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From 18191858 Odessa was a free port (porto franco). During the Soviet period it was the most important port of trade in the U.S.S.R. and a Soviet naval base. On January 1, 2000 the Quarantine Pier of Odessa trade sea port was declared a free port and free economic zone for a term of 25 years.
Odessa is a warm water port, but of limited military value. Turkey's control of the Dardanelles and Bosphorus has enabled NATO to control water traffic between Odessa and the Mediterranean Sea. The city of Odessa hosts two important ports: Odessa itself and Yuzhny (also an internationally important oil terminal), situated in the city's suburbs. Another important port, Illichivs'k (or Ilyichyovsk), is located in the same oblast, to the south-west of Odessa. Together they represent a major transportation junction integrated with railways. Odessa's oil- and chemical-processing facilities are connected to Russia's and EU's respective networks by strategic pipelines.
In the 19th century it was the fourth city of Imperial Russia, after
Moscow, St. Petersburg, and Warsaw. Its historical architecture has
a flavor more Mediterranean than Russian, having been heavily influenced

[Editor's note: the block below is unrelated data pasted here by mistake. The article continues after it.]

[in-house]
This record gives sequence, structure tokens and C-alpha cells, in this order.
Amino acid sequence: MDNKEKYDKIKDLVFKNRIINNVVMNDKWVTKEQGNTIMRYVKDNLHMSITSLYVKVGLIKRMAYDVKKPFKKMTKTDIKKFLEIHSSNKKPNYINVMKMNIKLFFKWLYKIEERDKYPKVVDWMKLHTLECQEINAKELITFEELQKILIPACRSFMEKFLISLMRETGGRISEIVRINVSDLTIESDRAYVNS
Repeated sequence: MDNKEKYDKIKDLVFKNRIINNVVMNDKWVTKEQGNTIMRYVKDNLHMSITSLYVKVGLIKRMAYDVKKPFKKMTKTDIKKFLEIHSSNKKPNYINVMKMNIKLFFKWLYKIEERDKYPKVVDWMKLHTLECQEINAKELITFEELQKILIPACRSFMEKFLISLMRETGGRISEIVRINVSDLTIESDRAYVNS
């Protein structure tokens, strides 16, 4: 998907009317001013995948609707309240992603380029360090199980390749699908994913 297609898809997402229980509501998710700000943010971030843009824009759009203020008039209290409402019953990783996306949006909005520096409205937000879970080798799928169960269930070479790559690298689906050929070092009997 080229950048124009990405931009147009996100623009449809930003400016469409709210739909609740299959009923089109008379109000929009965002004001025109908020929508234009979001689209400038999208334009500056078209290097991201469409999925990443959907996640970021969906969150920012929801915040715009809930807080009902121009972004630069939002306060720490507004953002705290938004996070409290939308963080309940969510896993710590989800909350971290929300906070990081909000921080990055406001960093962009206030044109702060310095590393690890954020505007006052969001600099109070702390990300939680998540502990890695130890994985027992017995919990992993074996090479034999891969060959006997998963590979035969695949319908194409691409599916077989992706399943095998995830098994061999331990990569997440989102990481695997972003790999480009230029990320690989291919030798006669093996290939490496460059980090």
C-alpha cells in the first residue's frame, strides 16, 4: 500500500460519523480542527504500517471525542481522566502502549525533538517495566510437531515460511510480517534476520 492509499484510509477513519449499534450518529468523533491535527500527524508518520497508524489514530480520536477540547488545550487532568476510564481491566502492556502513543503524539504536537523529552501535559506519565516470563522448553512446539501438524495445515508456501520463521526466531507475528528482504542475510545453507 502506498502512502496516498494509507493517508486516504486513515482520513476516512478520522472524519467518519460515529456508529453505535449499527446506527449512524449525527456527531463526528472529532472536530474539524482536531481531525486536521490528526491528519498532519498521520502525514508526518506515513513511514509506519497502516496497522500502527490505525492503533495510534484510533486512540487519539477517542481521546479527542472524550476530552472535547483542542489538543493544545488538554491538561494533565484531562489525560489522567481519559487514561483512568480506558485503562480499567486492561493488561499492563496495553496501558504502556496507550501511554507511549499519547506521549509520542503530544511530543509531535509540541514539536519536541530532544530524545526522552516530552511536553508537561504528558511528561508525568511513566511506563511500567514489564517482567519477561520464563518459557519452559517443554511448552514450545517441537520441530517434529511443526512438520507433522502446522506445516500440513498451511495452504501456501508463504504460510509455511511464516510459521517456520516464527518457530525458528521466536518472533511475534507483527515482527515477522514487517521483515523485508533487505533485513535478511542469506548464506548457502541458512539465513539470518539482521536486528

by French and Italian styles. Odessa has always possessed a spirit of
freedom and ironic humour, probably by virtue of its location and its
willingness to accept and tolerate people of many different backgrounds.
In the 15th century AD, nomadic tribes of the Nogays under the suzerainty of the Khanate of Crimea inhabited what is now the Odessa region. During the reign of Khan Haci I Giray, the Khanate was endangered by the Golden Horde and the Ottoman Turks and, in search of allies, the khan agreed to cede the area to the Grand Duchy of Lithuania.
The site of present-day Odessa was then a town known as Khadjibey (also spelled as Khadjibei, Khadzhibei, or Gadzhibei; Lithuanian: Chadibejus; Crimean Tatar and Turkish: Hacibey) and was part of the Dykra region. However, the area was only sparsely populated with Turkic tribes and consisted mostly of unpopulated steppes.
Khadjibey came under direct control of the Ottoman Empire after 1529 and was part of a region known as Yedisan and was administered in the Ottoman Silistra (Özi) Province. In the mid-18th century, the Ottomans rebuilt a fortress at Khadjibey, which was named Eni Dunia (Turkish: Yeni Dünya, literally "new world").